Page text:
Wonky Hearts Aflutter

Wonky Hearts_7

How do I make nearly 60 wonky, improv-y hearts and not go crazy? Now there’s a challenge.

Wonky Heart Illustration

I started here, with a rough pattern of how big I wanted my “improv” wonky heart to be. The free PDF file is available for download.  It finishes roughly at 5 1/2″ wide by 7 1/2″ tall.

Click here: Unfussy Wonky Heart

Wonky Hearts_2

I started with the heart pieces. I layered up seven pieces of different pink and red fabrics, pinned on the heart pieces and placing my ruler along their outer edge, I cut around them with a rotary cutter: it wouldn’t really matter if I was hyper-accurate…close enough would do.  I repeated this nine times.

Wonky Hearts_2a

Then I did the same thing with the background pieces, but was careful with my directional fabrics: I kept the pieces oriented as they would sew into the heart block.

Wonky Hearts_1

Everything’s stacked up.

Word Quilt in Process

These photos were taken over two weeks’ time, as I tried to fit all the words together. Words were made in The Spelling Bee, from 2016.

I shuffled the fabrics so no two fabrics would be together, and made a sample heart (at the top of the post). I pinned it next to the quilt of words I’d been working on, closed up the machine, turned off the iron, and enjoyed the sunset:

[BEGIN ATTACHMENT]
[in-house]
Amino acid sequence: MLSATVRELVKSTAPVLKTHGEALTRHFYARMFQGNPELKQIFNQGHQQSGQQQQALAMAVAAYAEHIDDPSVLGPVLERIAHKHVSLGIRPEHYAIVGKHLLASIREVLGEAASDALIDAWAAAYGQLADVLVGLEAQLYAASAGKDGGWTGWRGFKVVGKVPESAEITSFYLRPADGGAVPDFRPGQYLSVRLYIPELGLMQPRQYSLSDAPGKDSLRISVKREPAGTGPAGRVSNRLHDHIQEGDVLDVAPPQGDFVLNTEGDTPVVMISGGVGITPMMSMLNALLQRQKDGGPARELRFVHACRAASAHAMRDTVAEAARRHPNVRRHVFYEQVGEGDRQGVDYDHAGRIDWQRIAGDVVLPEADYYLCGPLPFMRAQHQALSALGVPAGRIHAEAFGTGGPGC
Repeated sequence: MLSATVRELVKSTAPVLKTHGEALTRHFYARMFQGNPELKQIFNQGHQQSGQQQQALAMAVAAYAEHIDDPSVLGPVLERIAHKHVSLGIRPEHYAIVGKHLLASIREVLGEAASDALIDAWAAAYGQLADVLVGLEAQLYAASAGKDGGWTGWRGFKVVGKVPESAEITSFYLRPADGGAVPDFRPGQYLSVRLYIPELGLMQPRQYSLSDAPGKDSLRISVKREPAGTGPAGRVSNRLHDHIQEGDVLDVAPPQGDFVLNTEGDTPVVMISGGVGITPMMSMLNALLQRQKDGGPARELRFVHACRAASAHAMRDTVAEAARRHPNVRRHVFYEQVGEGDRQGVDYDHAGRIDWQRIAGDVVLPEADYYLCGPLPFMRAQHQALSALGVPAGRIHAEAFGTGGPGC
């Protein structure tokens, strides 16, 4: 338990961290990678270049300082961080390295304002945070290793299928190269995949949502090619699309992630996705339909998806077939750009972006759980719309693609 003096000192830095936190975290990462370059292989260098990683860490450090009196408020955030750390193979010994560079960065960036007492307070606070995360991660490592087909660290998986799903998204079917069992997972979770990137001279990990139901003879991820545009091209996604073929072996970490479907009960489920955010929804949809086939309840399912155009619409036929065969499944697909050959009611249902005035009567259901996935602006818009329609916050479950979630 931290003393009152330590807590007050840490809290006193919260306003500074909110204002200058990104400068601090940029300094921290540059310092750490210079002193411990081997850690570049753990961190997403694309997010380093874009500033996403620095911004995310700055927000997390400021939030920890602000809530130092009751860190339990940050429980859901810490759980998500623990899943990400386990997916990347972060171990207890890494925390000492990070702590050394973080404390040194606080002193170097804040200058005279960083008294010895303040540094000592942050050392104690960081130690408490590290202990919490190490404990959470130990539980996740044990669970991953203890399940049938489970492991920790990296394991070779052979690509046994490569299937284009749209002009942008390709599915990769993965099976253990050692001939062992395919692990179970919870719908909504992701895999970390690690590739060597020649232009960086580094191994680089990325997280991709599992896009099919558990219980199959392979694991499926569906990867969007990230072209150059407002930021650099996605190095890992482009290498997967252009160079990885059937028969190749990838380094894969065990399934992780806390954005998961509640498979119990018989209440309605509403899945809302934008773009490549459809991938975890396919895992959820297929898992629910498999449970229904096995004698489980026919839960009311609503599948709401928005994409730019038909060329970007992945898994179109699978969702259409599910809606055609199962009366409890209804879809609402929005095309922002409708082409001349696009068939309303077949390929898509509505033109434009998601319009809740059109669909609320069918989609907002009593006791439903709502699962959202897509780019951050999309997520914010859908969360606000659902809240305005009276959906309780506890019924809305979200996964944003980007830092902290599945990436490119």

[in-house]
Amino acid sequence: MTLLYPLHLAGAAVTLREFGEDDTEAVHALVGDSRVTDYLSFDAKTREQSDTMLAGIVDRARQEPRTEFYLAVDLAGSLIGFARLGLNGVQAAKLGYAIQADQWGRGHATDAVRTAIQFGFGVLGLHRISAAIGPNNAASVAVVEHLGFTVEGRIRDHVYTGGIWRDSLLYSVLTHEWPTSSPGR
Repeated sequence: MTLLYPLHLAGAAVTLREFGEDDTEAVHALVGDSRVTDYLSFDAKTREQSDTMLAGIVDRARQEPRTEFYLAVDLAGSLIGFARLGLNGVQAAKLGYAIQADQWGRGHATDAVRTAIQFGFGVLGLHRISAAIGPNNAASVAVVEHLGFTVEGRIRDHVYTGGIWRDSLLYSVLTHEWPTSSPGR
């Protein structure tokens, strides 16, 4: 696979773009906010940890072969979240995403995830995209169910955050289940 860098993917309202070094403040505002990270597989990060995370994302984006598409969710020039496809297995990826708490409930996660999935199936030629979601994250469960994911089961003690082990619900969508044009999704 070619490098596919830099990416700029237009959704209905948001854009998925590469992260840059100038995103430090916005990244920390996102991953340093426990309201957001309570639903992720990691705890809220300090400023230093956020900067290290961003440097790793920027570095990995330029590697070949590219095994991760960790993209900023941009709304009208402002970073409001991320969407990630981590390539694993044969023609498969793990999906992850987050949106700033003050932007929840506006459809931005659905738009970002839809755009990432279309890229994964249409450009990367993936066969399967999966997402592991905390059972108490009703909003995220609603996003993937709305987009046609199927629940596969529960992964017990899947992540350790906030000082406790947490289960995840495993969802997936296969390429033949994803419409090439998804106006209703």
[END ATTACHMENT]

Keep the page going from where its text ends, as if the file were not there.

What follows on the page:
Sunset July 2019

Word Quilt Mock-up

When I woke up in the morning, I decided to try a digital mock-up of the quilt with the hearts as a border, as I wondered if the hearts were too big.  I sent the photo to my two of my quilting buddies and they gave me two thumbs’ up.  I’ll probably try to sneak in a narrow red/pink border between the quilt center and the outer border of hearts.

 

I’ve become braver about being wonky and improv-like, skewing seams, overlapping, cutting off points, generally going at it easy, instead of pristine.

Wonky Hearts_5

I have a few more hearts, now, and while the widths vary from 5 1/4″ to 5 1/2″ (I just trim them where it feels right), I’m forcing them to 7 1/2″ tall (that’s before seaming).  Because I am tired of cutting off the points, I’ll now be cutting about 1/2″ off the bottom heart section before I seam it to the top part.

This is one of two long-term UFOs that haunt me in my dreams.  The other one is Small World, which I keep in parts in a basket in my shelves.  I do have hopes on finishing that one, too.  I signed up for a Jen Kingwell class at Road to California in January; I suppose one goal would be to have it finished so she could sign it?  Right.

July Gridsters Block 2019

In other sewing news, I finished July’s Gridster Bee blocks for my beemate Linda and sent them off.

 

And I’m trying this new type of tomato, developed for scorching temperatures.  This year we were almost chilly and foggy until June, then the temps shot up high.  I haven’t had good luck with my garden in three years, after a stunning first year of beginner’s luck.  But hope is a thing with feathers, said Emily Dickensen, or my case, tomatoes.

 

I’ve also started quilting City Streets, a quilt of my own design.

Quilting City Streets_5